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By Nathan Rose, Assemble Advisory
The world of finance is undergoing a seismic shift, the likes of which hasn’t been seen since the advent of banking itself. We may still be in the early days, but the trend is unmistakable; the investing culture is changing, and we are moving to place the power of economic participation back into the hands of the people.
Our current financial system is so natural to us that many of us have never stopped to think what an incredible innovation it was, when the first banks arrived on the scene around 600 years ago. People at last had a place where borrowers and lenders could go, and conduct business without personally knowing one another.
Centralised finance unleashed all kinds of efficiencies, but the unfortunate side-effect was that it made the financiers who controlled these flows of capital incredibly powerful. Restricted access to investment opportunities means the public are shut out of some of the most attractive investments, which get reserved for brokers and their wealthy clients.
In SyndicateRoom’s recent report Bridging The Equity Divide, it was shown that Britons have strong interest in direct ownership, but lack access to opportunities. According to their report, 65% of those surveyed said that making their own investments was an enticing idea, but almost two-fifths of those attracted to this said DIY investing was difficult.
“80% of equity offers on the London Stock Exchange in 2015 didn’t include any form of access to ordinary investors – it all went to institutional investors” says SydnicateRoom’s Tom Britton. “A traditional broker doesn’t have the means to efficiently include retail investors in a raise. But, by taking the technology we designed for efficient private raises and repurposing it for the public markets, we open the door for retail investors to get back into these public market offers.”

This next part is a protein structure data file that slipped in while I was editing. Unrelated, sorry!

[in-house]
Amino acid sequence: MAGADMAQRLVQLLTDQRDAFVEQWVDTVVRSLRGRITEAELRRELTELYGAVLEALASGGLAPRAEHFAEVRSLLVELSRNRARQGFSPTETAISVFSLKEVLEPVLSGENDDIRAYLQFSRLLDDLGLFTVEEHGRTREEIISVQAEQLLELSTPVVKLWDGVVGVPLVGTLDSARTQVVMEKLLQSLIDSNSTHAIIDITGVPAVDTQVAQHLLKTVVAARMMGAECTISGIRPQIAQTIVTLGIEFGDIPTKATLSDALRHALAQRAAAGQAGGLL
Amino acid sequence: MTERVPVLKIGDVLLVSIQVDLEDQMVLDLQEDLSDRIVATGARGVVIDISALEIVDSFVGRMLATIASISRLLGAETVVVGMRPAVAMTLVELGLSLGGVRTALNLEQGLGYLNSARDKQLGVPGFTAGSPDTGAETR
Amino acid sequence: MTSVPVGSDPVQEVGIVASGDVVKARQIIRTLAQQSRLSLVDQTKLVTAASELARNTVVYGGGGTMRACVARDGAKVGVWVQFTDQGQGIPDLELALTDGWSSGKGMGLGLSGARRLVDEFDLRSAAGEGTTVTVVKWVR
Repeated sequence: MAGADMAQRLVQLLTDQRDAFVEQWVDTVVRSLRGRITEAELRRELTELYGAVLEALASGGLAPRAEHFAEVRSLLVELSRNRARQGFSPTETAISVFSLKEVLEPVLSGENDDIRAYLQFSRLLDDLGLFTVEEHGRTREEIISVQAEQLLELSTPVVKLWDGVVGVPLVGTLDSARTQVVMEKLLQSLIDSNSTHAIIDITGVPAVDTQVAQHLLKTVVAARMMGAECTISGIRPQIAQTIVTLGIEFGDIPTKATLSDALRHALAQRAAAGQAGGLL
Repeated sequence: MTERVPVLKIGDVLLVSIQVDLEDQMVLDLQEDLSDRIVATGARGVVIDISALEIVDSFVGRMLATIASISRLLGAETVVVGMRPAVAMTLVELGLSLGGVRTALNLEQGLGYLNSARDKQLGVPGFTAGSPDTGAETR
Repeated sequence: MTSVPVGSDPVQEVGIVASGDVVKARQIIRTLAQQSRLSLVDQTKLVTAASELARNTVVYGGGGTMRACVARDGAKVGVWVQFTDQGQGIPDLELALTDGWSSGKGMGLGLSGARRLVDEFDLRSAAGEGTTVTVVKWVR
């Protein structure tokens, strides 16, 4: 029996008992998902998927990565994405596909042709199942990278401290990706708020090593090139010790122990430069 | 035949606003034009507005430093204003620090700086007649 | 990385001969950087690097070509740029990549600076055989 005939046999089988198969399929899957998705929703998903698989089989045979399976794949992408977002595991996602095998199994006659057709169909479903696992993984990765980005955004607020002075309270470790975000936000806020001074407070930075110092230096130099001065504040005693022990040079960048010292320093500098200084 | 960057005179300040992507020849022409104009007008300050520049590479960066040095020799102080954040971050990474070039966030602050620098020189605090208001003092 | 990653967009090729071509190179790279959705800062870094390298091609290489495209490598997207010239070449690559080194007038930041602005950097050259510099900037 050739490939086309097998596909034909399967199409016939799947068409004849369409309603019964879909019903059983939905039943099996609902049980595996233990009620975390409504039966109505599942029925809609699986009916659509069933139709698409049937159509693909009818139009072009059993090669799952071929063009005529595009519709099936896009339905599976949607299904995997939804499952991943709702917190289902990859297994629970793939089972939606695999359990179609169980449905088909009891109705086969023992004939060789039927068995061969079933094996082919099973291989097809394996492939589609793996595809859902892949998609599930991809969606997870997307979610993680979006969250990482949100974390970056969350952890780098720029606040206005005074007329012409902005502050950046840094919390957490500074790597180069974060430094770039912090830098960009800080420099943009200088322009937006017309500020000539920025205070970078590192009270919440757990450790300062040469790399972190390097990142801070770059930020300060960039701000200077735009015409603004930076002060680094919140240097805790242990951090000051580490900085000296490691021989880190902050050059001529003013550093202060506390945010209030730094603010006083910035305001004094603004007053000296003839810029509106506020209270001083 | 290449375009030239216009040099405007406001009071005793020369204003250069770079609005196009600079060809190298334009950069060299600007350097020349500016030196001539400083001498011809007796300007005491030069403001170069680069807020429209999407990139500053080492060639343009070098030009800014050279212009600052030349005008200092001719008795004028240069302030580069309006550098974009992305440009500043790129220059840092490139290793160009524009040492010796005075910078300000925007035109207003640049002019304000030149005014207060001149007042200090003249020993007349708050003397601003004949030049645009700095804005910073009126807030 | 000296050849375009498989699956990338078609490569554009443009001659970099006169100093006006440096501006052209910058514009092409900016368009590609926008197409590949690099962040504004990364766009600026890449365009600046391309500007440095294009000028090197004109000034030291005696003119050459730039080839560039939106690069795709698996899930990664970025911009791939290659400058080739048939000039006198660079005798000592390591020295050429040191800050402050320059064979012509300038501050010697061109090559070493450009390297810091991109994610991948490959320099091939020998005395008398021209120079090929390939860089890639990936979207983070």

Equity crowdfunding is moving to bring the efficiencies afforded by the internet to the world of investing. When subscriptions for investment no longer need to be signed, physically posted, and stamped by a human broker, then opening up access to large numbers of small investors starts to become economic.
SyndicateRoom has worked to enhance access and has recently partnered with the London Stock Exchange as an approved intermediary to play a part in initial public offerings and share placements.
The online technology of equity crowdfunding is able to facilitate two key pillars of changing the investing culture:
The risks need to be managed, of course - crowdfunding platforms have a role to play in curating the opportunities on offer, and conducting appropriate background checks on the companies on offer – particularly at the start-up end of the spectrum.
Crowdfunding is part of a larger cultural change towards a more open, more technologically-based, more decentralized economy – cutting out the middlemen and giving worthy companies the access to investors who want to back them. It tears down the barriers. It opens up investment beyond deals made the bar and the boardroom. We are in the midst of forging more direct relationships between companies and investors – and changing the investing culture irrevocably in the process.
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